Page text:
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Two river basins are found in Uzbekistan, which form the Aral Sea basin:
- Amu Darya basin – covers 81.5 percent of the country. The entire main Amu Darya river can be divided into three reaches: the upper reach borders Afghanistan and Tajikistan, where most of the water flow is generated; the middle reach first borders Uzbekistan and Afghanistan and then enters Turkmenistan; and the lower reach, in Uzbekistan, before the river discharges into the Aral Sea. The main tributaries within Uzbekistan are the Surkhandarya, Sherabad, Kashkadarya and Zeravshan rivers. The Surkhandarya and Zeravshan rivers originate in Tajikistan. The Zeravshan was the largest tributary of the Amu Darya before it began to be tapped for irrigation. Even the remaining flow evaporates in the Kyzylkum desert near the city of Bukhara. The total flow produced in the Amu Darya basin is an estimated 78.46 km3/year on average, calculated by adding the internal renewable surface water resources (IRSWR) of the different countries in the basin: Tajikistan 59.45 km3/year, Kyrgyzstan 1.93 km3/year, Afghanistan 11.70 km3/year, Uzbekistan 4.70 km3/year and Turkmenistan 0.68 km3/year, while the 5 and 95 percent probabilities are an estimated 108.4 and 46.9 km3/year respectively. The period April-September accounts for 77–80 percent and the period December–February for 10–13 percent of annual flow. This intra-annual flow distribution is favorable for irrigated agriculture. Because of significant losses when the river flows through the desert, and because of major water withdrawal by agriculture, the flow reaching the Aral Sea is limited to less than 10 percent of this figure in the driest years. About 4.7 km3/year, or 6 percent of the average total surface water resources of the Amu Darya river basin, are generated within Uzbekistan.
- Syr Darya basin – covers 13.5 percent of the country. The entire main Syr Darya river can be divided into three reaches: the upper is in Kyrgyzstan, where most of the water flow is generated; the middle in Uzbekistan and Tajikistan; and the lower reach in Kazakhstan, before it discharges into the Aral Sea. The main tributaries within Uzbekistan are the Chirchik and Akhangaran rivers, which rise in Kyrgyzstan. The total flow produced in the Syr Darya basin is an estimated 36.57 km3/year, calculated by adding the IRSWR of the different countries in the basin: Kyrgyzstan 27.42 km3/year, Tajikistan 1.01 km3/year, Uzbekistan 4.84 km3/year and Kazakhstan 3.3 km3/year, while the 5 and 95 percent probabilities are an estimated 54.1 and 21.4 km3/year respectively. Because of significant losses in the desert areas of its course, and because of major water withdrawal by agriculture, the flow reaching the Aral Sea is limited to less than 5 percent of this figure in the driest years. About 4.84 km3/year, or 13 percent of the average surface water resources of the Syr Darya river basin are generated within Uzbekistan.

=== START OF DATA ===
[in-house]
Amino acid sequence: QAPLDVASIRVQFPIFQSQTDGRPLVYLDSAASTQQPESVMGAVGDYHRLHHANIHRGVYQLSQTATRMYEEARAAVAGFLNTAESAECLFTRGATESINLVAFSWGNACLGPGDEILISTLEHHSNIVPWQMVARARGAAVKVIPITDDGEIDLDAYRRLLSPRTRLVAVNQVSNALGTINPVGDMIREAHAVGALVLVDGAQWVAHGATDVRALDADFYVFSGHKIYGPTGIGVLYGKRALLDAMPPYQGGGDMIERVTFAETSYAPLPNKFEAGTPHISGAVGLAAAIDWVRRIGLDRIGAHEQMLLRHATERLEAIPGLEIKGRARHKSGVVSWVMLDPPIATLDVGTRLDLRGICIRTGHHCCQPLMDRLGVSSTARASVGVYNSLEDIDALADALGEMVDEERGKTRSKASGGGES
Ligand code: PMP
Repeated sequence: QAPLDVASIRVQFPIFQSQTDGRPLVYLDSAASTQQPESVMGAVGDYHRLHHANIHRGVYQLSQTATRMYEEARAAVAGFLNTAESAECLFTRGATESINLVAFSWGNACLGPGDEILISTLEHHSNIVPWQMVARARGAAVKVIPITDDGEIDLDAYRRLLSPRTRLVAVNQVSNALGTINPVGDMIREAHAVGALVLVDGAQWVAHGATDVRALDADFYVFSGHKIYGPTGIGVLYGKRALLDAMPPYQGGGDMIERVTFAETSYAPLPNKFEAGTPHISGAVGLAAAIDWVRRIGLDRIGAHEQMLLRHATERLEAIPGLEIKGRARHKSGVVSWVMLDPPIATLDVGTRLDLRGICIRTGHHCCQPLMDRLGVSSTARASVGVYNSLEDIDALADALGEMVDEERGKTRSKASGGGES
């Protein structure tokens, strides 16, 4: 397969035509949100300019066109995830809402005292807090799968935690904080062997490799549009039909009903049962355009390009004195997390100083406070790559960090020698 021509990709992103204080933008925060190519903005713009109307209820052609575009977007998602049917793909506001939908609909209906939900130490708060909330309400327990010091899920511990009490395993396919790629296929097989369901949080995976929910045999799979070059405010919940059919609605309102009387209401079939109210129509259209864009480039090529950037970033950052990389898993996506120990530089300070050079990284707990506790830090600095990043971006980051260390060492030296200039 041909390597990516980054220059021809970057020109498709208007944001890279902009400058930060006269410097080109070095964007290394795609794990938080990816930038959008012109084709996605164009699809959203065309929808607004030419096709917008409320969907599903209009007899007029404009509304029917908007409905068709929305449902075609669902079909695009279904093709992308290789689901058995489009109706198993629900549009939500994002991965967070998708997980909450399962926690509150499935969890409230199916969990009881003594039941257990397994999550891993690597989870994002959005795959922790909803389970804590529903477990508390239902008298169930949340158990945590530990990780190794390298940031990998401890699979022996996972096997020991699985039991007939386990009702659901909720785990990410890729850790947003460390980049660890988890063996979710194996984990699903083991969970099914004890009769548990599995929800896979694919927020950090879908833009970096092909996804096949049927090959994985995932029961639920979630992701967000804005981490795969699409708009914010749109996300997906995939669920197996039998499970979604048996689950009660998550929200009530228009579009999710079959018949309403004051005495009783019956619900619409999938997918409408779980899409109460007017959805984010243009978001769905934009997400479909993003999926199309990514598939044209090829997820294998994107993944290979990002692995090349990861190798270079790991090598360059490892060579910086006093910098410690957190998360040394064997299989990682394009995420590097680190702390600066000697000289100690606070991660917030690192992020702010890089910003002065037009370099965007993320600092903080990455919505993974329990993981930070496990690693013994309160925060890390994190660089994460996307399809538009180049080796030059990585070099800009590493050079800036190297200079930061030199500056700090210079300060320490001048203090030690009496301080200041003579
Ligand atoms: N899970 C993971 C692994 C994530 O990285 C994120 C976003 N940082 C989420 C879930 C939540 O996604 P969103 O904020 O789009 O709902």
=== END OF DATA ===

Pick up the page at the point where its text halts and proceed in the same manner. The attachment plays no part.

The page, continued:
Uzbekistan has thousands of small streams that disappear in the desert, many having been emptied by irrigation (OrexCA, 2011).
The total river flow generated inside Uzbekistan is thus estimated at 9.54 km3/year of which 49 percent from the Amu Darya river basin and 51 percent from the Syr Darya river basin.
Surface water resources allocated to Uzbekistan are calculated every year, depending on climatic conditions and existing flows. However, the estimated average surface runoff from upstream countries is as follows (Table 2):
- Amu Darya basin: Based on an agreement between Uzbekistan and Turkmenistan signed in January 1996, which supplemented the ‘1992 Five Central Asia Countries Agreement’, half of the water is allocated to Uzbekistan and half to Turkmenistan. Thus, of the average flow of 44 km3/year, 22 km3/year are reserved for Uzbekistan and 22 km3/year for Turkmenistan (of which 0.68 km³/year are Turkmenistan’s IRSWR). This means that of the 43.32 km3/year allocated flow from the Amu Darya river basin from Tajikistan into Uzbekistan, 21.32 km3/year (=22–0.68) is transit flow to Turkmenistan.